“Two Women Became Apostles. Yes It’s True!” – Mt 28:8-15†

Today is Easter Monday.  The Easter Season is not over till Pentecost in 50 days.

This day in Catholic History:
In 456 A.D., St. Patrick returned to Ireland as a missionary bishop; and in 2007, Cardinal Tarcisio Bertone was named Camerlengo of Holy Roman Church.

Today’s reflection is the risen Jesus appearing to two women.

Quote or Joke of the Day:

“The tragedy of life is not that it ends so soon, but that we wait so long to begin it.” – W. M. Lewis


Today’s Meditation:

Then they went away quickly from the tomb, fearful yet overjoyed, and ran to announce this to his disciples.  And behold, Jesus met them on their way and greeted them. They approached, embraced his feet, and did him homage.  Then Jesus said to them, “Do not be afraid. Go tell my brothers to go to Galilee, and there they will see me.”  While they were going, some of the guard went into the city and told the chief priests all that had happened.  They assembled with the elders and took counsel; then they gave a large sum of money to the soldiers, telling them, “You are to say, ‘His disciples came by night and stole him while we were asleep.’  And if this gets to the ears of the governor, we will satisfy (him) and keep you out of trouble.”  The soldiers took the money and did as they were instructed. And this story has circulated among the Jews to the present (day).  (NAB Mt 28:8-15)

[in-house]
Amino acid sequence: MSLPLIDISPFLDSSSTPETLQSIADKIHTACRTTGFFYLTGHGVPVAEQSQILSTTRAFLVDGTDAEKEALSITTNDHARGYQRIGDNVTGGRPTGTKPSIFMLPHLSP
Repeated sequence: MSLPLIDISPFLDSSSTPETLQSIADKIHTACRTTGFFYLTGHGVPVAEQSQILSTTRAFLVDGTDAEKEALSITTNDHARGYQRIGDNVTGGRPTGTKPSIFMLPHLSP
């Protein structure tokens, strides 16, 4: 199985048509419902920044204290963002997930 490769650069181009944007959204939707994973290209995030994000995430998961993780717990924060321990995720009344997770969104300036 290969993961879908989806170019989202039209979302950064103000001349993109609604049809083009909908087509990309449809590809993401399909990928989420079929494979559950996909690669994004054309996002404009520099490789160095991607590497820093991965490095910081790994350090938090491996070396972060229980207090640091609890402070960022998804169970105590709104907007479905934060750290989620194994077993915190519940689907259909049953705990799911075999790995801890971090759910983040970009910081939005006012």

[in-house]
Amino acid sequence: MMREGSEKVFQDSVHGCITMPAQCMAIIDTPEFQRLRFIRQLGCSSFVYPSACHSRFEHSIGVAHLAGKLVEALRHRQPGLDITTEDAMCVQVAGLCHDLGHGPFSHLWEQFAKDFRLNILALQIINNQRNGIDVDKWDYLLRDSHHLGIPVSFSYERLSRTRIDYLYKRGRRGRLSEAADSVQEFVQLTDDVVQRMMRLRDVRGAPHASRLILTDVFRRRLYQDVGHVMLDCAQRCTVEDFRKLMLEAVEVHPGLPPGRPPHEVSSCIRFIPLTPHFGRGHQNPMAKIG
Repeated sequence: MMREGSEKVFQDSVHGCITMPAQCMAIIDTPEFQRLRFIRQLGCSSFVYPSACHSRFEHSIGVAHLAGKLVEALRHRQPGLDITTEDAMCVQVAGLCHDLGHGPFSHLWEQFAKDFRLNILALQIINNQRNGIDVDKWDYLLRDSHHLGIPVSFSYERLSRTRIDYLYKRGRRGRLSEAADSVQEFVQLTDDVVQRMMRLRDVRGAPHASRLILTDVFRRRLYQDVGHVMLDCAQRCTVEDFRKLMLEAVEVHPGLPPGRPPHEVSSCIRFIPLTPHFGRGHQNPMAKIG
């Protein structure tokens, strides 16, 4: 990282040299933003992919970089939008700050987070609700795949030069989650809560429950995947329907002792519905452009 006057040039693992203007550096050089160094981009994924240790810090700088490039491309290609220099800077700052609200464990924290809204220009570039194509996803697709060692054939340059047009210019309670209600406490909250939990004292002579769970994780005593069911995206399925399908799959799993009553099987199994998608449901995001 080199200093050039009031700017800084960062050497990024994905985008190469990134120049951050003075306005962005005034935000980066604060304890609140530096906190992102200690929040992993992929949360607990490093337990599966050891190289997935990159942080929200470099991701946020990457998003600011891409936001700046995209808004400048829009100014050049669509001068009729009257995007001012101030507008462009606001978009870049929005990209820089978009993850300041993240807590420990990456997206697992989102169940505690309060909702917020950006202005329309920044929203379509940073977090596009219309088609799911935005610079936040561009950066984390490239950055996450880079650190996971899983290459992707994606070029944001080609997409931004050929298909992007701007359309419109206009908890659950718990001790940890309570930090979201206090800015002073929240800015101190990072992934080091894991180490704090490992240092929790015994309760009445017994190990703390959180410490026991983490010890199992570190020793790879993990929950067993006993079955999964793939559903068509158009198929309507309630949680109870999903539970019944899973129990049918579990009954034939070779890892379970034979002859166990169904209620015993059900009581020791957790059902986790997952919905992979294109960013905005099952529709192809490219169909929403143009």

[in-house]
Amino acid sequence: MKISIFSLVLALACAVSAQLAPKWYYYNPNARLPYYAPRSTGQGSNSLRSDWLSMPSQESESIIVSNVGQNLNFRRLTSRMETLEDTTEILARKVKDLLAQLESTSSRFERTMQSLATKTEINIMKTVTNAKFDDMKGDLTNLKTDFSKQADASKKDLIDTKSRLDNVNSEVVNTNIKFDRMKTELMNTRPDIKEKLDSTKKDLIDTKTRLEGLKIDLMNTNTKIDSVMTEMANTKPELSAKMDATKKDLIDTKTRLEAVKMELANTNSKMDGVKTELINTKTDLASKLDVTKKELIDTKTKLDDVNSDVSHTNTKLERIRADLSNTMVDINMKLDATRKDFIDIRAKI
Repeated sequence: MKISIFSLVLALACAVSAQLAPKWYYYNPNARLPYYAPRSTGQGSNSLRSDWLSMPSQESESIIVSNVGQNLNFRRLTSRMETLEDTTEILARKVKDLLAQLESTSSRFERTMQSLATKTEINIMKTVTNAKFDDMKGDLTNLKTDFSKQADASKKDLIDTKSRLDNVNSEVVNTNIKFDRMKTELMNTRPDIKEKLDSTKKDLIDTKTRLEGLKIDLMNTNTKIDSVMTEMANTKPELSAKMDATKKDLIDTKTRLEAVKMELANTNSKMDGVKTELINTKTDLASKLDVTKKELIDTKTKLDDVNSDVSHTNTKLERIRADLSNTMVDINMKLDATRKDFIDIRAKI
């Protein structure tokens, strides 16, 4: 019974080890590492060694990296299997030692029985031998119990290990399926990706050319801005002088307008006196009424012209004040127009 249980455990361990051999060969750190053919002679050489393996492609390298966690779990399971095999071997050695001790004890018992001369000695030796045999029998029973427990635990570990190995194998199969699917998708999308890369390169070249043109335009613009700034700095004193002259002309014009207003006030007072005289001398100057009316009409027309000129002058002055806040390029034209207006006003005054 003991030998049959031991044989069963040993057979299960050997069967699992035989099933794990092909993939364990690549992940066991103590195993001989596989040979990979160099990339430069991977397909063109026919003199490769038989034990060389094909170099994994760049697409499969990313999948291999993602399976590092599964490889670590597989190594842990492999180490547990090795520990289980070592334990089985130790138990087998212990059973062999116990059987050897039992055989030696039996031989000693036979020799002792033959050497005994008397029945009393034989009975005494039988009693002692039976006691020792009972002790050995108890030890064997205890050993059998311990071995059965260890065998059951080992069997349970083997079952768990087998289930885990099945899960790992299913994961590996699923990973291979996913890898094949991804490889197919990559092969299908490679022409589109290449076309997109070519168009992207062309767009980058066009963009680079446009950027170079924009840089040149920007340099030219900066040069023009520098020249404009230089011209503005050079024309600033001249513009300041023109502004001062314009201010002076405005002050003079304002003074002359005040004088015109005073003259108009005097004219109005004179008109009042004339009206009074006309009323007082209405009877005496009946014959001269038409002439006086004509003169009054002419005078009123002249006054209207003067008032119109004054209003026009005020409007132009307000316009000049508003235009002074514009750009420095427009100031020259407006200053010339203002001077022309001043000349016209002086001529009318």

Mary Magdalene and the “other” Mary arrive at Jesus’ burial tomb early on Easter Morning, and are met by an angel that tells them that He has risen from the dead.  The angel tells them to go tell the other disciples.

These two women are filled with both, fear and great joy at the same time.  I remember having this same type of fear and joy, five times in my life.  The first was on my wedding day, to the most beautiful woman on this earth.  The other four are with the birth of my four sons.  In all, I was in fear of what the unknown future would have in store for all of us; and at the same time, great joy over the graces God had bestowed on me.

In a true sense these two women, who had been an active part and witness in Jesus’ entire ministry, are now the “apostles to the apostles.”  They are bringing news of Jesus’ resurrection to the eleven men Jesus had entrusted with sharing the news to the world, and with managing His Church on earth.

Mary Magdalene and the “other” Mary are met on the road by the risen Lord, Jesus Christ.  Interesting that the first people Jesus appears to are these two women.  Women did not count for anything back then.  In actuality, animals were more important than women, and were of greater wealth.  Jesus easily could have appeared in front of King Herod, but instead appears before the lowliest of the lowly on His return.  

By falling down in His presence, and embracing Jesus’ feet, the woman’s gestures were one of worship.  Also, in actually touching the risen Lord, they are physically proving the reality of His body as resurrected.

Jesus basically tells the women to perform the same mission that the angels did at the burial cave.  Jesus calls his followers “brothers,” and where to meet Him, in His glorified state.  These are the same people who only three days prior had abandoned Jesus when needed the most.  I believe forgiveness is implied in this statement of meeting as brothers.